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Pregnancy Gingivitis

Who knew a little thing like getting pregnant could cause bleeding, swollen and painful gums? Pregnancy Gingivitis affects anywhere from fifty to seventy percent of pregnant women and my does it suck. Turns out the lovely hormones that cause pretty much all the horrible symptoms of pregnancy also make your gums more susceptible to gingivitis.

Finding my own lovely smile plagued by the pregnancy plague I set out in search of a pregnancy gingivitis killing routine as in addition to being annoying pregnancy gingivitis also increases your risk of miscarriage.

Here is what I found, How to get rid of or reduce the annoyance of Pregnancy Gingivitis:

Good Morning sunshine:

The first step to eliminating or at least reducing the swelling and pain of your pregnancy gingivitis is to brush those teeth first thing in the morning. Don’t avoid brushing well because it hurts or bleeds. Your pregnancy didn’t actually cause your pregnancy gingivitis bacteria and plague build up did from improper dental care. It’ll only hurt worse the next time if you wuss out today.

Next you’ll want to swish some warm salt water. (Add one tsp. salt to eight ounces of water and swirl)

Why does salt reduce gum swelling?

The salt draws out the excess fluid in your gums that is causing the swelling through osmosis. Salt water also works in this same manner to pull moisture from bacteria causing it to die. This is why salt water rinses also cure things like canker sores.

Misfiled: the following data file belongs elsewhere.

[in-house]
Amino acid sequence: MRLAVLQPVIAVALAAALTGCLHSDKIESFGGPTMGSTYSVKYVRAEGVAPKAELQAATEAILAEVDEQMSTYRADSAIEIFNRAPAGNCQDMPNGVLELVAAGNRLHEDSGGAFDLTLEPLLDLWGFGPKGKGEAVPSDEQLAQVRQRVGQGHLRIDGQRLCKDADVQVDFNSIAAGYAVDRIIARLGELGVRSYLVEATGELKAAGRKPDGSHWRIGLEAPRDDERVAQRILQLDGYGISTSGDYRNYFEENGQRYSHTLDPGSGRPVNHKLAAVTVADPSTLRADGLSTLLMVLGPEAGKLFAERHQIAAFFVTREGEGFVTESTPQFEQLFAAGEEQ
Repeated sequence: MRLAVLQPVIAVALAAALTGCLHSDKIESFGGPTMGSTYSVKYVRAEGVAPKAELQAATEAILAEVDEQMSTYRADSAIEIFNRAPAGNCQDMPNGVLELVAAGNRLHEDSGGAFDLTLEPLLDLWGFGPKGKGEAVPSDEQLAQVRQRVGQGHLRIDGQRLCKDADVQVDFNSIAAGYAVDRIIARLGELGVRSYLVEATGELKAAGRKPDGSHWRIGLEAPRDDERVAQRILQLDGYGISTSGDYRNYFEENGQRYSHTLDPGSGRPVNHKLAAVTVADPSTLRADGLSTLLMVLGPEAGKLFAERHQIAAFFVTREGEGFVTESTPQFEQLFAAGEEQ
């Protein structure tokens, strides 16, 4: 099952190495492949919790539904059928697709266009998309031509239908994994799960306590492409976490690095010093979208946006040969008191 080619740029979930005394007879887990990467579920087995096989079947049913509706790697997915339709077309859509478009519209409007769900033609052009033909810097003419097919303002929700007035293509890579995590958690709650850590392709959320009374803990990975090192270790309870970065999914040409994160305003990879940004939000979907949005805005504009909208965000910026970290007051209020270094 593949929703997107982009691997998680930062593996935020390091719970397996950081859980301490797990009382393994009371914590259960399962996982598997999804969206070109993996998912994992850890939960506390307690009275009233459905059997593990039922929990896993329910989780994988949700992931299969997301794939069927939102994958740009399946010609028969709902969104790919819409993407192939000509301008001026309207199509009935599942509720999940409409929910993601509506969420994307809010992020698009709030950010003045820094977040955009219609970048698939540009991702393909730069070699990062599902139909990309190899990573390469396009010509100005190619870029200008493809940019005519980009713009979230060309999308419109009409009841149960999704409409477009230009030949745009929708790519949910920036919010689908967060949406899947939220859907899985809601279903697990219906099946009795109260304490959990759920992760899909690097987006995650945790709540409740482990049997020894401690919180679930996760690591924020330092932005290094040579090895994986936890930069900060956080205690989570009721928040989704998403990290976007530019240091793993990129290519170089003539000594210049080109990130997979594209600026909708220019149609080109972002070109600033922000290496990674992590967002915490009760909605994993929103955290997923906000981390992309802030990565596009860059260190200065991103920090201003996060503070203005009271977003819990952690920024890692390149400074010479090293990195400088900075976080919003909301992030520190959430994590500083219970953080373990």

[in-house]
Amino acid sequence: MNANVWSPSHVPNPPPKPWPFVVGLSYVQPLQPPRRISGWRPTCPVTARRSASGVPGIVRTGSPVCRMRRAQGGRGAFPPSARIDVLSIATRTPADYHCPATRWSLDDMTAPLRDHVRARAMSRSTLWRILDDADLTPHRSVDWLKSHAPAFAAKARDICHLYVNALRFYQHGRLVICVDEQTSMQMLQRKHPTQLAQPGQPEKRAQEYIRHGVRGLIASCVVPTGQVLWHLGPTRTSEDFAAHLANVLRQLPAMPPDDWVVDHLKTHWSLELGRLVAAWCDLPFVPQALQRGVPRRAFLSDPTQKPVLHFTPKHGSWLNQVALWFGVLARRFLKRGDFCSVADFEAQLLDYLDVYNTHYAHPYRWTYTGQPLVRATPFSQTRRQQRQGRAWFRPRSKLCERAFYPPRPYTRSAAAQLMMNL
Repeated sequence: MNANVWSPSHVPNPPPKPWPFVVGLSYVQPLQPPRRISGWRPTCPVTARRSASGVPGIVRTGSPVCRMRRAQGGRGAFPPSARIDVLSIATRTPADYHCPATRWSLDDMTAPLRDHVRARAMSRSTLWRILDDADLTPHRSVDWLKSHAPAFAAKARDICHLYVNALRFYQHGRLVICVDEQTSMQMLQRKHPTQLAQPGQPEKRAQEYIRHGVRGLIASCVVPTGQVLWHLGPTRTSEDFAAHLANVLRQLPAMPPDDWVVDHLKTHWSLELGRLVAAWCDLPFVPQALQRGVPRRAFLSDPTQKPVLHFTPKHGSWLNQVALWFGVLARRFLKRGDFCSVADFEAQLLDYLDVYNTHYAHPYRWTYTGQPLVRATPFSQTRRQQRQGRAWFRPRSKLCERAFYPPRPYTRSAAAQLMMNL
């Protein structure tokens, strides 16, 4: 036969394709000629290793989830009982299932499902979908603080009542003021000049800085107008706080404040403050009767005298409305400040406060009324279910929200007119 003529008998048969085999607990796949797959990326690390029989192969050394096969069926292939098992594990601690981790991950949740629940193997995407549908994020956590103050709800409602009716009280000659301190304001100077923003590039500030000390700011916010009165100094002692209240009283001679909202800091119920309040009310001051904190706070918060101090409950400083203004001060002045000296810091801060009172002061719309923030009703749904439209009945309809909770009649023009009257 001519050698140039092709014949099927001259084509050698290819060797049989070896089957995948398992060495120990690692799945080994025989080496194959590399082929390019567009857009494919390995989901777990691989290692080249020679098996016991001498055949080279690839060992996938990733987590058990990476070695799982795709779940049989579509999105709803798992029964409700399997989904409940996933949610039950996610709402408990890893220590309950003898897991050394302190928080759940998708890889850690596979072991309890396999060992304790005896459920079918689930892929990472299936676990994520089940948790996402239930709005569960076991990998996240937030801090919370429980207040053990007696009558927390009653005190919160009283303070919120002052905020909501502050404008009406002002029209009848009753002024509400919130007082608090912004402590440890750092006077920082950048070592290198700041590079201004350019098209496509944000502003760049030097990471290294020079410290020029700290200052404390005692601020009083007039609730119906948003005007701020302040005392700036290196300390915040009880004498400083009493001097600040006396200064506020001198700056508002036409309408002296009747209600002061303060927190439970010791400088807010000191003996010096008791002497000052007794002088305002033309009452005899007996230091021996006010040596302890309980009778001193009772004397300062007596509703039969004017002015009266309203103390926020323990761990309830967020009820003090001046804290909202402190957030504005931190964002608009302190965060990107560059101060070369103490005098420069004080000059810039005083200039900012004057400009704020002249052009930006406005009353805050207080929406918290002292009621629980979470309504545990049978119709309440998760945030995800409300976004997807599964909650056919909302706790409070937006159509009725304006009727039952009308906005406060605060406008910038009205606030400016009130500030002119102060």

Afternoon:

In the after noon repeat the morning pregnancy gingivitis routine stated above.

Nighty-Night:

Before going to bed first floss your teeth. I’ve found the floss wands or tiny stick looking things with pre-applied floss are easiest to use. You can buy them pretty much everywhere, there in with the toothpaste you’ll know what I mean when you see them.

Next brush your teeth again, properly.

Now swish Listerine or another equivalent antiseptic mouth wash.

Try and go to sleep through the discomfort of being pregnant.

As a rule, visit the dentist for a real cleaning at least twice during your pregnancy. Pregnancy has more effect on your mouth than just your gums. It can also weaken teeth and lead to cavities or cracks.

Following this routine for pregnancy gingivitis I saw improvement within the first day, and after a few days it seemed to have disappeared forever, one pregnancy woe down about a million to go.

Sources:

http://www.webmd.com/oral-health/pregnancy-gingivitis-tumors

http://wiki.answers.com/Q/Why_does_salt_water_reduce_swelling